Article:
The Dynamic Duo: Librarians and Instructional Technology Facilitators

School librarians and Instructional Technology Resource Teacher (ITRT) are islands within their school buildings. Most schools have 1 of each. The librarians and ITFs in these buildings are the lucky to have a counterpart. Some schools only have 1 person to do both jobs! How lonely this must be. The luckiest of all, are schools that have larger teams with more than one librarian and/or ITF.

My Batman to Robin was Ena Wood, former ITRT in Arlington Public Schools (APS). We were truly the “Dynamic Duo.” Ena’s supportive shoulder, guiding thoughts, and listening ears served to be invaluable to my career. Actually, Ena had a large impact in me teaching at Taylor Elementary School in APS. She knew of me through common connections. When an opportunity arrived for me to transfer, she encouraged me to apply. When I was hired, she served as my unofficial mentor. This mentorship grew into a true symbiotic relationship that helped one another grow personally and professionally.

The key to this relationship is that we understand what it is like to be a “silo” or “island” in our school. Her focus was professional development and increasing the effective use of instructional technology while mine was similar in terms of information literacy. We saw the connectedness of our programs. As the school population grew and classroom/office space shrunk, we contemplated moving Ena’s office into the library.

She subbed for me teaching library skills when I was absent. I served as her back up for technology support. We met at least weekly but rarely in a formal capacity. We made sure to eat lunch together no less than once a month. Our friendly informal rapport allowed for greater free flowing ideas. During these “chats” we planned professional development, lessons, and the vision information and technology literacy’s impact to our school.

But just as importantly, we helped one another personally. We shared our personal lives with each other. Serving as counselors and confidants, we ensured appropriate work-home life balance. Having someone at work to share and celebrate home life helped me focus at work and focus on home when each needed it most.

Our Dynamic Duo collaborated to present at ISTE and VAASL (then VEMA). We helped create and implement many APS I-Safe initiatives. But our impact at Taylor was vast. Together, we shaped the school’s technology and library programming. We served on our school’s leadership teams, helped design the school wide instructional focus, and challenged and supported all teachers and students.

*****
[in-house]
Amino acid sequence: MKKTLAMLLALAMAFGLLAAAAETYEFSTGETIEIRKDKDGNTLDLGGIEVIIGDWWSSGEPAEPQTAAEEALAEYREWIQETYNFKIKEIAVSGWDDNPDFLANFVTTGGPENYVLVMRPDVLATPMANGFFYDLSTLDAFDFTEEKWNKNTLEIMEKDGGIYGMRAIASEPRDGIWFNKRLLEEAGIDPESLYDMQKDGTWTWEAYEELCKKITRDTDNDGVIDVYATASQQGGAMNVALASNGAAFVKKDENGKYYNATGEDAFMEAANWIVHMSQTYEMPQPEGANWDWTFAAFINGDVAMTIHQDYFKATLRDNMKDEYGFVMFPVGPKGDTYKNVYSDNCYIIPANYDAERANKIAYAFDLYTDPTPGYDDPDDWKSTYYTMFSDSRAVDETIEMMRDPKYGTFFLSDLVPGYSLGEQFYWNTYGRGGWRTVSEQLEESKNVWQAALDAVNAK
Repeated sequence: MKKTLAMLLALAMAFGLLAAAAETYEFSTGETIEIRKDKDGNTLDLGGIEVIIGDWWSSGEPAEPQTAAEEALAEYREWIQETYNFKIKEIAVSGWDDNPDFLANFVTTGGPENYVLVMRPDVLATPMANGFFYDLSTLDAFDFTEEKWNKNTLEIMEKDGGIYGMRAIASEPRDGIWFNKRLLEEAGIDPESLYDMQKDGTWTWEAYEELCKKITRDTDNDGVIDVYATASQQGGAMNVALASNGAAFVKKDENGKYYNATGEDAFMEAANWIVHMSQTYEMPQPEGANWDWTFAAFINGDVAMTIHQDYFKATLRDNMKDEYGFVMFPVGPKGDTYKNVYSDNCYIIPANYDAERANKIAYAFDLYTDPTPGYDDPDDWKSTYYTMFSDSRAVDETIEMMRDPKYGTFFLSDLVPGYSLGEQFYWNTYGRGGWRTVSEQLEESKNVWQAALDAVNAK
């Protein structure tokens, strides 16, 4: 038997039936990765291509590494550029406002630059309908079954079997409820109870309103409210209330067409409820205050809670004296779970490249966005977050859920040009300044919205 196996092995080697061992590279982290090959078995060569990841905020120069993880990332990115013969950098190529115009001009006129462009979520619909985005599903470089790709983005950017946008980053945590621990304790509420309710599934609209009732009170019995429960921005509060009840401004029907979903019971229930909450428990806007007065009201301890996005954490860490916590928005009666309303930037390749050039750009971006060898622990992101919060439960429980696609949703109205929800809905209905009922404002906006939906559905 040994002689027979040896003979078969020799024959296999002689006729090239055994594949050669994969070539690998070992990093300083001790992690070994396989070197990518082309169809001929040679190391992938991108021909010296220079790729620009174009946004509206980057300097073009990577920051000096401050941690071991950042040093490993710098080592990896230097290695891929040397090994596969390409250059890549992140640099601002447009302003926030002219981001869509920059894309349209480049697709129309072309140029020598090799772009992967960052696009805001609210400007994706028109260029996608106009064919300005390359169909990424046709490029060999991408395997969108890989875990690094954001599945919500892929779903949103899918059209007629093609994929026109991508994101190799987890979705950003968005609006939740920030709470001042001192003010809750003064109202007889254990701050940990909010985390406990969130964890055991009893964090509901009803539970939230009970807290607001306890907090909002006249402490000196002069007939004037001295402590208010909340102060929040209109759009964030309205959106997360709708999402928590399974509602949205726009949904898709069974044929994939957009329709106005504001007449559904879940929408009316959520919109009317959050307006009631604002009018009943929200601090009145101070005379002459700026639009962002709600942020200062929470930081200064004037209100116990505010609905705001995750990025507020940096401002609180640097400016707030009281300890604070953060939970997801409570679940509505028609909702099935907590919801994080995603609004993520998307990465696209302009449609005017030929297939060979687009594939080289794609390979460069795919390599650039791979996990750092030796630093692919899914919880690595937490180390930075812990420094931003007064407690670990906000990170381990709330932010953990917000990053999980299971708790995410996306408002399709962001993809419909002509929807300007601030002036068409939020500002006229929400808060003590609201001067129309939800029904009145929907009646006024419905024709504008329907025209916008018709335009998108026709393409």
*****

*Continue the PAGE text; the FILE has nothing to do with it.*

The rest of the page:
We challenged one another as well. When one of us noticed a sign of boredom or static growth in the other, we talked about it. I encouraged her to take leadership roles in the district and state. She encouraged me to get my administration degree. We wrote letters of reference for one another as we pursued other career opportunities or were nominated for awards. This relationship matters to me. Librarians and ITRTs who do not have this same type of relationship, please do yourself a favor and start talking. Start collaborating. Start building trust. Your relationship (or lack there of) matters to each other and to your school community.

Author: rickydhamilton

I am a teacher and librarian who questions, seeks more information, and learns. My passion for educational change is that humans are constantly changing, growing, and learning. Our educational methodologies must evolve as well while being rooted on fundamental foundations of theory. I believe that all can learn, grow, and thrive. We must follow our passions and learn to navigate a rapidly changing world filled with instantaneous information. Teachers and librarians must help students learn to parse through all the information and harness the power of knowledge. Educators must let students drive their learning.

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